Chicago’s young activists demand climate action, steps to ‘protect our planet’ at downtown rally

Chicago’s young activists demand climate action, steps to ‘protect our planet’ at downtown rally

Teenage activists held a rally Friday afternoon demanding urgent action from government officials to slow climate change, calling it a “public health emergency that affects every breath we take and every sip we drink.”

Dozens gathered in Pritzker Park in the Loop before marching nearly a half-mile to Chase Tower, urging Chase Bank and other financial institutions to divest from the fossil fuel industry.

Last year was the warmest on record globally, and the 10 warmest years since 1850 have all occurred in the past decade, according to the National Oceanic and Atmospheric Administration. Illinois climatologists have also said that warmer temperatures in winter are “strongly tied” to climate change, with less snowfall in Chicago.

Young demonstrators carried signs that read “Don’t be a climate fool” and “End climate change” while chanting, “The tides are rising, so are we.” Protesters also sang a parody of the song “Radioactive” by Imagine Dragons, saying, “We’re waking up to melting poles, making hot what once was cold.”

The march was organized by the Chicago chapter of Fridays for Future, an international movement started in 2018 by Greta Thunberg and other young activists who protested a lack of action on climate change in Sweden.

“Youth voices are the most powerful in calling for change,” said Natasha Bhatia, one of the Chicago chapter’s founders. “Everyone has a climate story. When we share them, when we speak out together, we truly have the power to create change and protect our planet.”

Particularly in an election year, the 18-year-old said climate change must remain a primary concern among voters and candidates. Whether it’s attending a protest or organizing climate education at schools, she said young people should have support so their voices are heard.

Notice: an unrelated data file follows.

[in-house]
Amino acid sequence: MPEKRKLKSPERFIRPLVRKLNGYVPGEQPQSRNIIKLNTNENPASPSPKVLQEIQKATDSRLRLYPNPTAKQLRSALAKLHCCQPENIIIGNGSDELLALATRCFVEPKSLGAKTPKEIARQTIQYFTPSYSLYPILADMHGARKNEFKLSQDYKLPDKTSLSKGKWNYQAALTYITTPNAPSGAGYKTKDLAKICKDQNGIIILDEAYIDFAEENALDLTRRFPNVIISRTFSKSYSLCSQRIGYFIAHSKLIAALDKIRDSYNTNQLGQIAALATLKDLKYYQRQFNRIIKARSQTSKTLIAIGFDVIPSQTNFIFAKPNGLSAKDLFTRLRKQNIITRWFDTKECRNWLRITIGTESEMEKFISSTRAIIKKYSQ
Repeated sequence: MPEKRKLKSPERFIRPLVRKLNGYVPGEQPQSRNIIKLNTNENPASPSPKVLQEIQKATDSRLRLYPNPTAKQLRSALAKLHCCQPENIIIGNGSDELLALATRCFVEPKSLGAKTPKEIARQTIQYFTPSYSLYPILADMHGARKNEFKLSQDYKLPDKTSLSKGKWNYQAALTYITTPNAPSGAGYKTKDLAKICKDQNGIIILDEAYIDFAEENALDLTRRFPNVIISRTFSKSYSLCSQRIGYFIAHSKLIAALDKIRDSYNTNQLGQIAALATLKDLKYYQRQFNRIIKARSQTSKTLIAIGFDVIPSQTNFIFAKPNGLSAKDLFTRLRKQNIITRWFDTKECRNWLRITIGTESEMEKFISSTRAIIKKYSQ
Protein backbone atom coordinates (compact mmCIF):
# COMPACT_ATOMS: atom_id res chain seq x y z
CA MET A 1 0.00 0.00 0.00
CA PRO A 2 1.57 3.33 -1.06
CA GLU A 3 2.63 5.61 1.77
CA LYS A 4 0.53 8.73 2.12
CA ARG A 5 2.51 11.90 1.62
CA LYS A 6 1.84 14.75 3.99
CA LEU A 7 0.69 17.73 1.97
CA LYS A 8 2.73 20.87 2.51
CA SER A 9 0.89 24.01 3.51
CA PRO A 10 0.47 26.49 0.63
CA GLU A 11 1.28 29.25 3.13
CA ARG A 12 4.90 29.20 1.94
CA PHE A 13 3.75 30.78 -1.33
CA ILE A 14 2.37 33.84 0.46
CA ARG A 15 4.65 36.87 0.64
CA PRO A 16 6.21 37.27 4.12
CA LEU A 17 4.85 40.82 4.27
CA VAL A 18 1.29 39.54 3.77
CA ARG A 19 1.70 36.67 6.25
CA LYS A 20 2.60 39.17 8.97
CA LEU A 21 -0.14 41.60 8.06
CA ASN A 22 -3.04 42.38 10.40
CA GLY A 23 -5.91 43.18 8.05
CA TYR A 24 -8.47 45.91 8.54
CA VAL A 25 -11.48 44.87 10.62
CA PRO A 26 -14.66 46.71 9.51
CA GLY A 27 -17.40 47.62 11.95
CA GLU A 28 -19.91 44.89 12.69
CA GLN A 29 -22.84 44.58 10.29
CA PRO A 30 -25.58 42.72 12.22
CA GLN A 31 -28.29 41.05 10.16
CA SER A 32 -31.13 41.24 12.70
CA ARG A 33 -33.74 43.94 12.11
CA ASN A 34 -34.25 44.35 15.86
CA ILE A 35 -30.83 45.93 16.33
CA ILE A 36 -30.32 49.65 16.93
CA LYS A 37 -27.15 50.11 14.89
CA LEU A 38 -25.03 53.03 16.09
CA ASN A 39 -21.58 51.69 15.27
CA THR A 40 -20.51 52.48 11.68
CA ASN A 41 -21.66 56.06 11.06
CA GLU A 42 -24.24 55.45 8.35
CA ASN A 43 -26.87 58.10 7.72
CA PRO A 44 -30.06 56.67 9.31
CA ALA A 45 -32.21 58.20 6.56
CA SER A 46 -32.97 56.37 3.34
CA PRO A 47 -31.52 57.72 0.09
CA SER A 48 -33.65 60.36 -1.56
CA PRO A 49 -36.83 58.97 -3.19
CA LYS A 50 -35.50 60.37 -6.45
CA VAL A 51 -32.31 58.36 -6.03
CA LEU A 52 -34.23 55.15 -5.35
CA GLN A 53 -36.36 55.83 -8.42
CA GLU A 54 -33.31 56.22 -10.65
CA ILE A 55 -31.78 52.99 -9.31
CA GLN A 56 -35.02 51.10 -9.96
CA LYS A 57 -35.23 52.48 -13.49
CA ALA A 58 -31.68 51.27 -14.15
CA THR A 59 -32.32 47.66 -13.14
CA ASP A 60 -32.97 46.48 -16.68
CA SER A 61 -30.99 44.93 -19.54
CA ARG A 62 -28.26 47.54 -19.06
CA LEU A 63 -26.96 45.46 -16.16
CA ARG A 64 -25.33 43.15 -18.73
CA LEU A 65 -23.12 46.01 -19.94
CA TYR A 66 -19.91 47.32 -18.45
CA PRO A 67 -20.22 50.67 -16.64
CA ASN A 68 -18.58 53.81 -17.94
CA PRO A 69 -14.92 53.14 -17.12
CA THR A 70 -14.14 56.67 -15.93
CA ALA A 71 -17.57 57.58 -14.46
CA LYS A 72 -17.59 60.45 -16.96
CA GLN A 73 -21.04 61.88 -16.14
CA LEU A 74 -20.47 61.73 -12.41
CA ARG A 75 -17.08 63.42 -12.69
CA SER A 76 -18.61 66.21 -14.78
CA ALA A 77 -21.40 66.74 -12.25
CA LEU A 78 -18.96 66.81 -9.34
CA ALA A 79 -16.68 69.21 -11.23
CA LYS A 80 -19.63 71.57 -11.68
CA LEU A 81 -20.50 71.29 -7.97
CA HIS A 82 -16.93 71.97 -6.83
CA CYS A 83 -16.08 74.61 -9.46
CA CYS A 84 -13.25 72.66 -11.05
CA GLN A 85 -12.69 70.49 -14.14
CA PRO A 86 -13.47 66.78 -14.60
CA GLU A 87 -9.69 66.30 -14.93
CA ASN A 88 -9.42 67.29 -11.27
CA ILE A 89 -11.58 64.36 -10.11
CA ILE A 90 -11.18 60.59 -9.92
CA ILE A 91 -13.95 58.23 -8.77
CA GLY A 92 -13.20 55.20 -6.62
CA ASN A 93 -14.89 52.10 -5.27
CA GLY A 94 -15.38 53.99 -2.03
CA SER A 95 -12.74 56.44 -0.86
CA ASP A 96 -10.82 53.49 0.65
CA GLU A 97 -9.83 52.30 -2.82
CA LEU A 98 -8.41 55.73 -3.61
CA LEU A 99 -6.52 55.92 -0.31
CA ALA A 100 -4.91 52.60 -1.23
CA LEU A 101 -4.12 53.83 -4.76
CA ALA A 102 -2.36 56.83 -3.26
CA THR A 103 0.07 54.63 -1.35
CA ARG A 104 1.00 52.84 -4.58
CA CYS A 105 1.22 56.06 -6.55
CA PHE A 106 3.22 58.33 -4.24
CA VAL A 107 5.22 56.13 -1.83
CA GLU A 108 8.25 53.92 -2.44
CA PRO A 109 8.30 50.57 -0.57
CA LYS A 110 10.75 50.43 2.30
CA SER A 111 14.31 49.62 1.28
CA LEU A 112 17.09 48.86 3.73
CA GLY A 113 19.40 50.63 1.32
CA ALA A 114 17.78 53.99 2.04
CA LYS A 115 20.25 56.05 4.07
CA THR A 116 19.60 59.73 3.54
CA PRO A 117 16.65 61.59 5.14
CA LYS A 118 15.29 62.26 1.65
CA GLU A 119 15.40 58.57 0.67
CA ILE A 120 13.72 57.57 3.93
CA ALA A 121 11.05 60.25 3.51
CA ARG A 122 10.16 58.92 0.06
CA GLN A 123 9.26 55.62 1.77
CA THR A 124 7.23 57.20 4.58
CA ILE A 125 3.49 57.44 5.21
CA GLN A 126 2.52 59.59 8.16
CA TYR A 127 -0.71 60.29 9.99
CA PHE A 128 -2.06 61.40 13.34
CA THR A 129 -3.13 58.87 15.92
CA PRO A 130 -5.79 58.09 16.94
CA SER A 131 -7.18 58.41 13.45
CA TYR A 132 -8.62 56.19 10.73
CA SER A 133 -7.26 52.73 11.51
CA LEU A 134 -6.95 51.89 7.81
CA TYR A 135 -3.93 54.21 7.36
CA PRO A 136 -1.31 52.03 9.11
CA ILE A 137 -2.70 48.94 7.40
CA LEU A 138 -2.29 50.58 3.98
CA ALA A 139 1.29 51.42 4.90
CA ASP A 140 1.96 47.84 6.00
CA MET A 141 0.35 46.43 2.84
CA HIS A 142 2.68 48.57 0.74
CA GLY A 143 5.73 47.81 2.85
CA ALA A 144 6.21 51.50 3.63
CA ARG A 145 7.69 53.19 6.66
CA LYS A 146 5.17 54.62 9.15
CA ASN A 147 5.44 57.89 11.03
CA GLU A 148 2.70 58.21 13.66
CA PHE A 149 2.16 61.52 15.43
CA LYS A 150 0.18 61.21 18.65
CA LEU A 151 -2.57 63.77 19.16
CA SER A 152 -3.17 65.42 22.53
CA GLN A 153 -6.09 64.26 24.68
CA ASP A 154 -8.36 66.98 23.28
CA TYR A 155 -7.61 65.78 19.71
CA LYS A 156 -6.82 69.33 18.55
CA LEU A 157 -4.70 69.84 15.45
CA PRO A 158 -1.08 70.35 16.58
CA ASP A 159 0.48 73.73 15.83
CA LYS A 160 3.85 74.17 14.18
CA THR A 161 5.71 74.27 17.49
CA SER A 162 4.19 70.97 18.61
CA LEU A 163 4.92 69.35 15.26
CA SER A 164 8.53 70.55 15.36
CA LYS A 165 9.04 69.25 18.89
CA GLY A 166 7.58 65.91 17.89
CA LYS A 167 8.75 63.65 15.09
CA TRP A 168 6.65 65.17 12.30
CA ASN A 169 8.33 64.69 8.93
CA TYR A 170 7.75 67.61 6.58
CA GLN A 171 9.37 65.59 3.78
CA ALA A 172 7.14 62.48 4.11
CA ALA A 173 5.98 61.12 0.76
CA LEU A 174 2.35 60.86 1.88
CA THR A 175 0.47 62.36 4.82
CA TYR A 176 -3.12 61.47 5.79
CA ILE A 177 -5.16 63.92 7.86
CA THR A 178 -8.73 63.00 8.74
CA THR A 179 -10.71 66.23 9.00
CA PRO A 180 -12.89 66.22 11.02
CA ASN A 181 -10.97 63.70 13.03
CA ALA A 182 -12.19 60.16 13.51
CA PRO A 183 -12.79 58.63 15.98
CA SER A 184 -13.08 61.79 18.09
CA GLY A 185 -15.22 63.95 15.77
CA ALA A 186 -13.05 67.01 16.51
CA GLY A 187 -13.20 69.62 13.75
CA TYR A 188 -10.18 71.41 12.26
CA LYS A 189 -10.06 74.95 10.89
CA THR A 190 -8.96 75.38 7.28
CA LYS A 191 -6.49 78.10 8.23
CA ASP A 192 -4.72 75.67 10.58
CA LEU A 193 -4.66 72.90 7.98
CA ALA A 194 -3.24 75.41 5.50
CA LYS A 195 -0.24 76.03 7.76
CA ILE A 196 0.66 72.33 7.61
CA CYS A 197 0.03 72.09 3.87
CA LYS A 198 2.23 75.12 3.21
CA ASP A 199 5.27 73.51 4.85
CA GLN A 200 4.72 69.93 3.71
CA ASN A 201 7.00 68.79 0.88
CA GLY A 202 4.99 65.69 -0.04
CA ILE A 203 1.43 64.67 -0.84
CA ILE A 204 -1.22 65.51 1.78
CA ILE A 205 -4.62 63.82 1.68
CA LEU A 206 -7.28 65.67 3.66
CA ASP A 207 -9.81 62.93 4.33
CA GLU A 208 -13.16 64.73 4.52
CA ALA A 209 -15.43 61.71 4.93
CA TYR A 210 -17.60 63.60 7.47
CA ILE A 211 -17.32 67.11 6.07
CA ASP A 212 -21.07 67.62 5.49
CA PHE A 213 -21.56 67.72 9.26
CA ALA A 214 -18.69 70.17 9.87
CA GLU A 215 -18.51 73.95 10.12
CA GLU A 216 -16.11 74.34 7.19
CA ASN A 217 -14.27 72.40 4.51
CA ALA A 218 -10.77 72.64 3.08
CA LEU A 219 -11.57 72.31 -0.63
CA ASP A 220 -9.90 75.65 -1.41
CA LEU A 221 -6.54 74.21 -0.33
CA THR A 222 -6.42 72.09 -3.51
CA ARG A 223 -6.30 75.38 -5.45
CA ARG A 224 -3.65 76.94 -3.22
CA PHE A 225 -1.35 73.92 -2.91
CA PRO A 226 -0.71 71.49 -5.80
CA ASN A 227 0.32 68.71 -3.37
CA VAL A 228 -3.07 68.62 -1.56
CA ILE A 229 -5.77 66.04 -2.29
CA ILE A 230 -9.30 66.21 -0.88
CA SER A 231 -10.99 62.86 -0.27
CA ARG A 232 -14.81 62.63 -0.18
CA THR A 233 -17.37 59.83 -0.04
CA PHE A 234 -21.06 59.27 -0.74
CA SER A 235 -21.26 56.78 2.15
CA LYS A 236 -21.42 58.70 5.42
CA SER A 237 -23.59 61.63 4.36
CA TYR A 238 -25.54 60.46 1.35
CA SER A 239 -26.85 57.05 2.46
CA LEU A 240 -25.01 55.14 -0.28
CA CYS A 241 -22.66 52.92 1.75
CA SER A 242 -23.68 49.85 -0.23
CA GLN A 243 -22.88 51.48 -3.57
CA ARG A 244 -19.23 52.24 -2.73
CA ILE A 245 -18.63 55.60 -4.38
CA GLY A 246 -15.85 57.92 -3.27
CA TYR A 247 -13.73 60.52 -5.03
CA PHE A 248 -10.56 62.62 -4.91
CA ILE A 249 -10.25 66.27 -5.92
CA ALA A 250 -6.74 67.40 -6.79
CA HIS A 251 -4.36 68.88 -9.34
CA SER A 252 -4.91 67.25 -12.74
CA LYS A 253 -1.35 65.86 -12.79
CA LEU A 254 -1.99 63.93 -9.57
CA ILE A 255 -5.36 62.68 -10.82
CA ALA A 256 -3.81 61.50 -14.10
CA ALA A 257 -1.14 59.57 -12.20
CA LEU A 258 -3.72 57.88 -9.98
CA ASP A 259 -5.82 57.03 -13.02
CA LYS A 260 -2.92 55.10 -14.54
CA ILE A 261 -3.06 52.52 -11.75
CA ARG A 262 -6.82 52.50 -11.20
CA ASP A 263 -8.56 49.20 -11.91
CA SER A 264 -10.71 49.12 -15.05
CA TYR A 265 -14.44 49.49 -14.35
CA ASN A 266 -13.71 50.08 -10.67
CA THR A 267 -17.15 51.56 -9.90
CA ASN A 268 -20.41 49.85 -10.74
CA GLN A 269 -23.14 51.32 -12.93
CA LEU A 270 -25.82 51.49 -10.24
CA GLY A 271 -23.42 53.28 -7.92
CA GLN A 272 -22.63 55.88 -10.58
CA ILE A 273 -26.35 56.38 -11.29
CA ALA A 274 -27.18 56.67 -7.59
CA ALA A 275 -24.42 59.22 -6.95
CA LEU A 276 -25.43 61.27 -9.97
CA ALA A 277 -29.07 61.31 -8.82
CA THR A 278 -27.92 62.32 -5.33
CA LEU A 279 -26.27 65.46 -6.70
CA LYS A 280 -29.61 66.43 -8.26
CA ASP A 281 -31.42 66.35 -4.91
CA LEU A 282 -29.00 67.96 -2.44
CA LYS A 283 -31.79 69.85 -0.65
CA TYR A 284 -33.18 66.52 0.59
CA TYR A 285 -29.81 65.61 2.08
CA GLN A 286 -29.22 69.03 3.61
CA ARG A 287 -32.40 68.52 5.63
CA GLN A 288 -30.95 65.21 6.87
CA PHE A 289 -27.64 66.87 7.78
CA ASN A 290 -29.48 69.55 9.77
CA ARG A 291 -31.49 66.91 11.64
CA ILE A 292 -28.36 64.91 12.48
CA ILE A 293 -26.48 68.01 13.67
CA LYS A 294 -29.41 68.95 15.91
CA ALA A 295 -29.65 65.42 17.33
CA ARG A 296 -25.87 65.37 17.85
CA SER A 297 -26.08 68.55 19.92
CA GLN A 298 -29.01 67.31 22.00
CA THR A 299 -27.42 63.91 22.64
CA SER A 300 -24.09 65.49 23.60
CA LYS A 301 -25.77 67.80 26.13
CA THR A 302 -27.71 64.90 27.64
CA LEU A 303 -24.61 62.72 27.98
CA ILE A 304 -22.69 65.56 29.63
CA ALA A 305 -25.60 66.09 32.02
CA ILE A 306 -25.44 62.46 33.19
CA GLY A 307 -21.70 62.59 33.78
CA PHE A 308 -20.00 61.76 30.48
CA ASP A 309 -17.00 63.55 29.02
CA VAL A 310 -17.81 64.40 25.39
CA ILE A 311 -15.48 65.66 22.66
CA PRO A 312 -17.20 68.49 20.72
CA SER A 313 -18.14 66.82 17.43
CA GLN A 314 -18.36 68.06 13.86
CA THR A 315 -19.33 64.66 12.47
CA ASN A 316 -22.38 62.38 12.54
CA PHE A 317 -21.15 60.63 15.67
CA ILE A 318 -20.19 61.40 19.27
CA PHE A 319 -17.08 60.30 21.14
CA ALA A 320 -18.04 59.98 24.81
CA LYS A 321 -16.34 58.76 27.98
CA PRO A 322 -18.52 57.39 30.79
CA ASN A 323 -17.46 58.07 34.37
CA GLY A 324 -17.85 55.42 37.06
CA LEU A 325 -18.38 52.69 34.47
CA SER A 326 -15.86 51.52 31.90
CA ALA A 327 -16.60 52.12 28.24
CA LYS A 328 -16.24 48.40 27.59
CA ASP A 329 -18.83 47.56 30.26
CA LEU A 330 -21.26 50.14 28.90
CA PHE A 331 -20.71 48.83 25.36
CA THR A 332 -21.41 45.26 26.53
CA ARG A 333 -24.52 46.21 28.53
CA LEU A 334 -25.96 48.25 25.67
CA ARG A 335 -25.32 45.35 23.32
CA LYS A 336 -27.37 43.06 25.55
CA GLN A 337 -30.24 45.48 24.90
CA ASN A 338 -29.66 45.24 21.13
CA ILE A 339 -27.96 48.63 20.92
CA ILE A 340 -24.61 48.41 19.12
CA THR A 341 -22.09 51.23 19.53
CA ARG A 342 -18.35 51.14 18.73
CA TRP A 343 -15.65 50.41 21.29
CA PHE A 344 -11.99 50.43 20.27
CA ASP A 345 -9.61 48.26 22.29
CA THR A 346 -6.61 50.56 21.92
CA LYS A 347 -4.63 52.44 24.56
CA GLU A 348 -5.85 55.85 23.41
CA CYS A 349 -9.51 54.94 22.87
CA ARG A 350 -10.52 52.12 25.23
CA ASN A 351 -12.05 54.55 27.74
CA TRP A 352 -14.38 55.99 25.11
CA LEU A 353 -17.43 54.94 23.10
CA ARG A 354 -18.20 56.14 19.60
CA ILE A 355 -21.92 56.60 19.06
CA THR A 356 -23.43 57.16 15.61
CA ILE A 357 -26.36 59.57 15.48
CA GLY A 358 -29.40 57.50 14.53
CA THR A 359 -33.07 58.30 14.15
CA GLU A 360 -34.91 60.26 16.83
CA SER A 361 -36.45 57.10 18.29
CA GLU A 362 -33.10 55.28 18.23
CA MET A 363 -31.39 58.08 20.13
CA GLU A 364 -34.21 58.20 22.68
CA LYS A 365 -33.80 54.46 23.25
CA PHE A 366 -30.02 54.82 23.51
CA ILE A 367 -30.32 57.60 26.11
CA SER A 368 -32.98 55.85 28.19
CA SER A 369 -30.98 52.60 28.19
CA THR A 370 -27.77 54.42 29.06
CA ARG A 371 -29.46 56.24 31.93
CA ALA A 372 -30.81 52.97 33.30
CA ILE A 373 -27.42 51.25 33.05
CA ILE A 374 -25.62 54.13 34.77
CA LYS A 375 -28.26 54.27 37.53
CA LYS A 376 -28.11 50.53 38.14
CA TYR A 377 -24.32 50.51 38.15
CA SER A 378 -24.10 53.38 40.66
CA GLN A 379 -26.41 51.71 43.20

Bhatia started the group alongside Danica Sun after she watched a documentary her sophomore year about ocean acidification, a consequence of increasing carbon dioxide emissions that can hurt fish, oysters and other creatures. Now a Hinsdale Central High School senior, Bhatia said it opened her eyes to the urgency of climate change and “how little action is being taken.”

“I just knew that I wanted to use my voice to make a change,” she said, adding that she sometimes coordinates permits during her lunch break.

More than a dozen other environmental groups, including Chicago Climate Youth Coalition and Sunrise Movement, joined Fridays for Future Chicago at the protest. The march was held in different cities throughout the country as well, each calling on political leaders in wealthy nations to “rein in the fossil economy and limit global heating.”

For Mahima Krishnan, 15, it’s important to protest and “make the right people listen” to fight for a future that isn’t characterized by poor economic outcomes and quality of life due to climate change. She called for investment in clean energy, sustainable transportation and resilient infrastructure.

Krishnan said she also wanted President Joe Biden to declare a climate emergency and curb oil production. According to Bloomberg, White House officials recently renewed talks to invoke a national climate emergency in a move that could unlock federal powers to stifle oil development.

“We demand access to quality health care, clean air, safe water and nutritious food for all,” the Illinois Mathematics and Science Academy sophomore said. “It’s time to empower communities, especially the most vulnerable, to adapt and thrive in the face of climate challenges.”

Shreshta Ghanta, 15, added that young people won’t stand by while “our future is compromised,” saying they will fight to create one that is “green and thriving for all.”

“The time to act is now,” she said. “We will not be bystanders in the destruction of our planet. We will be the leaders that save it.”